The Tricopter: a three bladed 'helicopter'

The Tricopter is an adaptation of an aircraft of the same name designed by 'Lemmiwinks' at RCGroups.  The tricopter is a fun to build and fun to fly project designed around readily available hobby shop components.  While the costs can add up quickly, the resulting aircraft is sure to draw a lot of attention (and who doesn't love that?)
Before we begin
Building the Tricopter turned out to be pretty straightforward.  Having a very good understanding of how gyro's work, and understanding the difference between a rate based gyro and a heading hold gyro are both important to successfully trimming this aircraft to fly, since too much gain on the gyros can result in some spectacular oscillations.

Details
The platform base is an equilateral triangle cut out of red corroplast.  The booms are thin wall carbon fiber tubing.  Structurally,  all of the rigidity could be focused at the points where the CF tubes meet, meaning the platform could have been as thin as I would have liked.  I went with corroplast because I had it laying around, and used packing tape to attach the CF tubes.  Three guy wires run between the ends of the CF tubes to increase rigidity.  The 3 rate gyros were the cheapest I could find (GWS PG-03).  The heading hold gyro is a Futaba GY240, and the receiver a Hitec superslim 8 channel (overkill, but it's what I had laying around)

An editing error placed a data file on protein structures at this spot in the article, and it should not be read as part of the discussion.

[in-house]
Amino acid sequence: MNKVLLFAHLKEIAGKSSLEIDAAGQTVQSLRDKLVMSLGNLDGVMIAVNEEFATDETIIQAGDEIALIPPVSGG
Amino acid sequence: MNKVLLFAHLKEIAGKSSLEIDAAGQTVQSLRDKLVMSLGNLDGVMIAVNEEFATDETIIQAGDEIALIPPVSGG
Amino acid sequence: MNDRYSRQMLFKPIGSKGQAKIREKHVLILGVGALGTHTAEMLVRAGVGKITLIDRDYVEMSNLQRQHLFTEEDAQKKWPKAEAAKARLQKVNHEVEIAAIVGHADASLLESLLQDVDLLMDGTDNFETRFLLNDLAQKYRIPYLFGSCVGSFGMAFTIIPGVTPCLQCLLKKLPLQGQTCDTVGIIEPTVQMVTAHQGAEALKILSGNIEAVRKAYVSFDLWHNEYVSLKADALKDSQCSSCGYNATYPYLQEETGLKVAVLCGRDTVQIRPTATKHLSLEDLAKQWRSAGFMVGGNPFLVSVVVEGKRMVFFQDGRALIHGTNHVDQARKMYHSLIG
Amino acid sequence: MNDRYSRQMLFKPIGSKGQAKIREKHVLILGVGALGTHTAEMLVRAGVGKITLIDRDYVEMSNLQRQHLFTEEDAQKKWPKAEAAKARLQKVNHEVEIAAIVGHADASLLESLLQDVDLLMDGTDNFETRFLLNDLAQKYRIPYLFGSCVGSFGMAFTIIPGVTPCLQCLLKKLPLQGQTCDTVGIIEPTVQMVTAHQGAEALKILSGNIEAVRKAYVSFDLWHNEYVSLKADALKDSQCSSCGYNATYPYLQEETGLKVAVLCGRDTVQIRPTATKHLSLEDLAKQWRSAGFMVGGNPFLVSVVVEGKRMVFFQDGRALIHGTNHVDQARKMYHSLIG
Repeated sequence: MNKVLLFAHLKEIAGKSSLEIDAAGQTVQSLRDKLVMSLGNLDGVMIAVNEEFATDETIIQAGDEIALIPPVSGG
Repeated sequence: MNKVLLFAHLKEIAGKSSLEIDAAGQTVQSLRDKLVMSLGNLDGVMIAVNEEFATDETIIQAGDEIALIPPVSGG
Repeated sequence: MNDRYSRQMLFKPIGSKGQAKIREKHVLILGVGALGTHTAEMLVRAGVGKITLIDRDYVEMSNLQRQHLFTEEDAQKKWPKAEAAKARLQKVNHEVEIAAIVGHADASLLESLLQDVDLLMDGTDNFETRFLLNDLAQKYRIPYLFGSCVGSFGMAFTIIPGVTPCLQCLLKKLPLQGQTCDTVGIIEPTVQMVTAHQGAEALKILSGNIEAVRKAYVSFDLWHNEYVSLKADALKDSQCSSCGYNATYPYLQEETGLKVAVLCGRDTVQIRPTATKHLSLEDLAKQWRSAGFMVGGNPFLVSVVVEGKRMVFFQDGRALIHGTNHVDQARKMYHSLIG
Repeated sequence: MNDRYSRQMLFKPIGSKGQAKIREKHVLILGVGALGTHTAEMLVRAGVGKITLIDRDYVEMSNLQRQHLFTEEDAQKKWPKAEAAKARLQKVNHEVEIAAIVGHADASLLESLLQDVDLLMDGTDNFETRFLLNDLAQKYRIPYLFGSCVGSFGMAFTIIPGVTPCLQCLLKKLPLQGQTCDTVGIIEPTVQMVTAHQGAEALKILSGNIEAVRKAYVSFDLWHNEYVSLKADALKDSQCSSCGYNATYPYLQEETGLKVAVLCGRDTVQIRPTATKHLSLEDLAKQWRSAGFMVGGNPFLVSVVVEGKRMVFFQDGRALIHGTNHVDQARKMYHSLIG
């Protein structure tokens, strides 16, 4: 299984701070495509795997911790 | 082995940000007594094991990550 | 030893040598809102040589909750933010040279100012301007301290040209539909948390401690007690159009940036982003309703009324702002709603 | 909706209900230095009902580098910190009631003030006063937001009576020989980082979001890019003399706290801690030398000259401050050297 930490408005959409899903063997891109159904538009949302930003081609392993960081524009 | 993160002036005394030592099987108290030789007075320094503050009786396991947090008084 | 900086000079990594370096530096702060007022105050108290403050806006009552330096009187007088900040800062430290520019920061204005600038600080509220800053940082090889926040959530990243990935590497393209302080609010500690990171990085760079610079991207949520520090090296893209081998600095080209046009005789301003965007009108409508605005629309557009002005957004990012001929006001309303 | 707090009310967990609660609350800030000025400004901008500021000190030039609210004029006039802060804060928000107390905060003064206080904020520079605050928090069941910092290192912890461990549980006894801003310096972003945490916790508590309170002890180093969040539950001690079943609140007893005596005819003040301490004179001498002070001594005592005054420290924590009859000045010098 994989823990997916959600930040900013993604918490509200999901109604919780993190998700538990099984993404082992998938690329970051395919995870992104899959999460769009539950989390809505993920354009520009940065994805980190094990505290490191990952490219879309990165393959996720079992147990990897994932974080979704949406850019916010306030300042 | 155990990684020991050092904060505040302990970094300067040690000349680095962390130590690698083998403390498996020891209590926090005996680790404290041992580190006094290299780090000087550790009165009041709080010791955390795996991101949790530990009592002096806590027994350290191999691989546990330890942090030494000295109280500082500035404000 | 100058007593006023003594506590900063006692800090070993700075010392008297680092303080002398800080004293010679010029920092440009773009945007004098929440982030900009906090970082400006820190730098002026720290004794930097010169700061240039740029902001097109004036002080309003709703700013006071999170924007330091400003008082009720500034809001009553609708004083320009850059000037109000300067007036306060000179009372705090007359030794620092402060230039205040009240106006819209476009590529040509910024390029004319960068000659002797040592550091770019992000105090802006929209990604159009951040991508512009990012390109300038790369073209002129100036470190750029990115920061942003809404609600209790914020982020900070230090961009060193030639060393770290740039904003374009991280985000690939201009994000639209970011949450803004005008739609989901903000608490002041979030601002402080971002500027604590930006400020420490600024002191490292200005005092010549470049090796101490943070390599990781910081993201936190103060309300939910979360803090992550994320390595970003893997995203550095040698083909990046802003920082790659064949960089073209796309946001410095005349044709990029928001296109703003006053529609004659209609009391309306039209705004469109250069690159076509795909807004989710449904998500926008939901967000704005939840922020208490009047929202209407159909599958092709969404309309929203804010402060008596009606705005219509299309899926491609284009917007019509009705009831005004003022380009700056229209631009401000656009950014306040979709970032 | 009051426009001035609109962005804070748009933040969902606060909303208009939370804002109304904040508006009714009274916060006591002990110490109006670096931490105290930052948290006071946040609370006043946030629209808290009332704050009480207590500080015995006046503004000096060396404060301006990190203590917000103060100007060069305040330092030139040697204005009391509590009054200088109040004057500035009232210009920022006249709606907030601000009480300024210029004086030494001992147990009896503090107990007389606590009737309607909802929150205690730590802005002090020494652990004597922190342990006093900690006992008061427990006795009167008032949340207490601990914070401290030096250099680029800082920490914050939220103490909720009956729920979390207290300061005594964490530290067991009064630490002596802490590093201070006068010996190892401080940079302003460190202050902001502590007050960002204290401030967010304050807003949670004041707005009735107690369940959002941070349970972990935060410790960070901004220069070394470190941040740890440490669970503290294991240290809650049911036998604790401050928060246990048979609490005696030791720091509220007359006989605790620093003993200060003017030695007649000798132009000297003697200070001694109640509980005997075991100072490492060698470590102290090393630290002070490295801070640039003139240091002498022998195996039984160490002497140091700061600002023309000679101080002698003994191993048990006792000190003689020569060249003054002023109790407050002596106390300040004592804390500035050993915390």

This is the tilt mechanism used for yaw control.  An HS56 servo runs to the GY240, which is then plugged into the yaw channel of the receiver.  Tilting the motor causes the aircraft to yaw left or right.  Pitch and roll are managed by setting my radio (a Futaba 9c) to helicopter mode,120 degree ccpm.  Normally 3 servos would be connected to control the tilt of the swashplate on a helicopter, but in this implementation the 3 channels are used to drive 3 CC25 brushless controllers.  Mechanically this makes for a very simple aircraft.  Perhaps the most complicated part was designing the tilt mechanism. for the yaw servo. Click here for more views of the pivot mechanism.